Cruise ships' casinos allowed to operate on bay New law could bring more liners to city

April 14, 1993|By Suzanne Wooton | Suzanne Wooton,Staff Writer

Don't look just yet, but more cruise liners could be docking in Baltimore.

Eyeing potential economic development benefits, Maryland lawmakers reversed Monday a long-standing law that forced cruise ships to shut down their casinos while sailing the six hours up the Chesapeake Bay to Baltimore.

"This is a major, major hurdle in trying to attract more cruise lines to Baltimore," said Raymond C. Feldmann, spokesman for the Maryland Port Administration, which operates the state's marine terminals.

The MPA was joined in its lobbying efforts by downtown Baltimore business groups, including hotels and restaurant owners, who hope to benefit from increased tourism if more cruise ships sail into Baltimore.

The narrowly written law, which takes effect July 1, won't allow passengers to board in Baltimore just to gamble.

In fact, cruise ships must shut down their gaming operations once they sail past the Francis Scott Key Bridge into the harbor.

Lawmakers defeated a so-called "riverboat bill" that would have allowed ships to pick up passengers at dockside and cruise around the bay or its tributaries while they gambled.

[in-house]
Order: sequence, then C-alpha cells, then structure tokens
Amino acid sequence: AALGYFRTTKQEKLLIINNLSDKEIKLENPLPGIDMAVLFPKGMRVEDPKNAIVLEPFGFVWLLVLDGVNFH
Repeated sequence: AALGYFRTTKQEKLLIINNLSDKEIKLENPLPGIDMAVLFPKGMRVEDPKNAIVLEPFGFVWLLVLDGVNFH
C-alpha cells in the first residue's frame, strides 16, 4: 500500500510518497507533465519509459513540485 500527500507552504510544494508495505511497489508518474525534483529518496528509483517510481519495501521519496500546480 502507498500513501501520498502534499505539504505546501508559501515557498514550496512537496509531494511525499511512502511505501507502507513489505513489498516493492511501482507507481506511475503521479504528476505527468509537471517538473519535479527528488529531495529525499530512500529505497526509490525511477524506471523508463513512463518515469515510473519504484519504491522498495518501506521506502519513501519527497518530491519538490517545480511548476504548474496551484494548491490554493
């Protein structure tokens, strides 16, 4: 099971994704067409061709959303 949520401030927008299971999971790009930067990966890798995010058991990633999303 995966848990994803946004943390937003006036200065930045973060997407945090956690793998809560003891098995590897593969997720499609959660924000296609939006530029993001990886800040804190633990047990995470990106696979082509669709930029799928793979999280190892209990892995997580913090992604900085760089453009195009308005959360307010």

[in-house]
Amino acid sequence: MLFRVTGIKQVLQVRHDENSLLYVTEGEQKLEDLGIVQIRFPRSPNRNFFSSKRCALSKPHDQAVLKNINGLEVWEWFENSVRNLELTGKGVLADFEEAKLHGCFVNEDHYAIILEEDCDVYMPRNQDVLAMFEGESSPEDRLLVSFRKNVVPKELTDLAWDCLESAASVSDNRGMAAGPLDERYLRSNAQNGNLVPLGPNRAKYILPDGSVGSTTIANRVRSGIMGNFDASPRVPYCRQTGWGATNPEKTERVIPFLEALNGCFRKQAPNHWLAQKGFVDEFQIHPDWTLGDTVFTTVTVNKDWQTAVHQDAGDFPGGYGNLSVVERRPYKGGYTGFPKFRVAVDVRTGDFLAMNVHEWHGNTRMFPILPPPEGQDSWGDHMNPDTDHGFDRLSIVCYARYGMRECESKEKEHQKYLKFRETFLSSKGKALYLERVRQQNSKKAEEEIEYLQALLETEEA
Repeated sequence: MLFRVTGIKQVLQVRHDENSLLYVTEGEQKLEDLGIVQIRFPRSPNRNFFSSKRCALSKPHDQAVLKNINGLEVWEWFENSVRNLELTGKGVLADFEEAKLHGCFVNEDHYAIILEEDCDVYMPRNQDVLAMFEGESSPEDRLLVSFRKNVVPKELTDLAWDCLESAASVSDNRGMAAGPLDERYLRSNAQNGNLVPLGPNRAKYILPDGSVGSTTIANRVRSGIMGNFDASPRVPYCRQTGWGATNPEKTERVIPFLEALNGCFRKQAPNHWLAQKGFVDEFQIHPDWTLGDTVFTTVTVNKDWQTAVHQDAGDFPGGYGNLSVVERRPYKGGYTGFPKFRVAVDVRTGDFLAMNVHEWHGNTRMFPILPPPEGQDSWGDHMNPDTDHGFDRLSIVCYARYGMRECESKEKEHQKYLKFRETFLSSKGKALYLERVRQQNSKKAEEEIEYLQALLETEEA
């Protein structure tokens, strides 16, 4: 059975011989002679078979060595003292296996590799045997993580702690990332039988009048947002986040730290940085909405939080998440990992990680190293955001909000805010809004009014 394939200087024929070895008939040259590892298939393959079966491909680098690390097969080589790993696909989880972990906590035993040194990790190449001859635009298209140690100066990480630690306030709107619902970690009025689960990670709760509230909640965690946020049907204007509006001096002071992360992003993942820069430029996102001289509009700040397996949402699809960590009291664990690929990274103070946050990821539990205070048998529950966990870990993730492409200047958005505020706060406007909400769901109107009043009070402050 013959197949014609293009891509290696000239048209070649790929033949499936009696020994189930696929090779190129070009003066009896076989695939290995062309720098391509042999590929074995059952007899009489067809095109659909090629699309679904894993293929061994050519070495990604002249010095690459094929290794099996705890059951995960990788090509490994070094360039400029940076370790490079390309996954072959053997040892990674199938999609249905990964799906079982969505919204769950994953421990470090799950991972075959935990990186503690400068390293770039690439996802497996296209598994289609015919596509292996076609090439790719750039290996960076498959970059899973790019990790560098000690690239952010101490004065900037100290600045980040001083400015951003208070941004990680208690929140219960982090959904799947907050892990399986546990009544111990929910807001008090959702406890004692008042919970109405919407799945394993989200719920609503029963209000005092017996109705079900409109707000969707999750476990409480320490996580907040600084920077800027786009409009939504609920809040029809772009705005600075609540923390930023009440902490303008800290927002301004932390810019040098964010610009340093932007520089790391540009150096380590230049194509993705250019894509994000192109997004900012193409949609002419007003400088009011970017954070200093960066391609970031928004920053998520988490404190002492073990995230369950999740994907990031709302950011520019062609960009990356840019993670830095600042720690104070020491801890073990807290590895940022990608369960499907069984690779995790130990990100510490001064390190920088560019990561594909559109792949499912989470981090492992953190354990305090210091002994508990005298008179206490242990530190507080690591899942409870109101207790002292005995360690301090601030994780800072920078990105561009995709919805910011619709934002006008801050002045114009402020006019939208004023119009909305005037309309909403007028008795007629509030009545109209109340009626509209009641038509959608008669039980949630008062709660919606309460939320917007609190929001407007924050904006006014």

"This was never a bill to bring more gambling to Maryland," said Mr. Feldmann. "It is an economic development bill."

The change won't have an immediate impact since cruise line companies set their schedules a year or more in advance, he said.

"We're looking at 1995 and beyond," Mr. Feldmann said, but he declined to predict the increase in the port's cruise business.

Despite the recession, the cruise industry has grown significantly. But the number of ships sailing from Baltimore, while growing to 17 in recent years, is still small.

Typically, cruise liners, especially those bound for the Caribbean, sail out of Florida, Puerto Rico and New York.

While welcomed, the change in Maryland law is not likely to be pivotal for most cruise lines, according to says Pamela Sederholm, a spokeswoman for International Council of Cruise Lines, a Washington-based group that represents most of the major lines.

"There's a lot of reasons ships will choose a port," Ms Sederholm said.

The six-hour journey from the mouth of the bay to Baltimore is still a major deterrent to cruise lines that can sail directly into other East Coast ports.

"Having this restriction lifted will enhance Baltimore's attractiveness as a port, but it wouldn't make or break a decision to come there," Ms. Sederholm said.

Still, others say the new law at least removes an existing barrier.

"It opens the way to come into that port either on on regular or occasional basis," said Fran Sevcik, a spokeswoman for Norwegian Cruise Lines of Miami, which currently sails to Bermuda from New York. "It really makes Baltimore much more attractive."

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